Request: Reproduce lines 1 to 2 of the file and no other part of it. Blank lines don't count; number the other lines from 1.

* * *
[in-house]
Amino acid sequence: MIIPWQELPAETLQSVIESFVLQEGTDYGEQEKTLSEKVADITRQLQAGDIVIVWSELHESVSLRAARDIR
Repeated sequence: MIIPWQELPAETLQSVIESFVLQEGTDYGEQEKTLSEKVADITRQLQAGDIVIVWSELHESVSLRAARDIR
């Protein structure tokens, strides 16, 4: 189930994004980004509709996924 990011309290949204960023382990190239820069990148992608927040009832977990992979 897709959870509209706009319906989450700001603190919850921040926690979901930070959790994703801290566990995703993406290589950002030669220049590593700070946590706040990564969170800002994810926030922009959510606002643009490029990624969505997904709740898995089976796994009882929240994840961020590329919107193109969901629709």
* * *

[in-house]
Amino acid sequence: MIIPWQELPAETLQSVIESFVLQEGTDYGEQEKTLSEKVADITRQLQAGDIVIVWSELHESVSLRAARDIR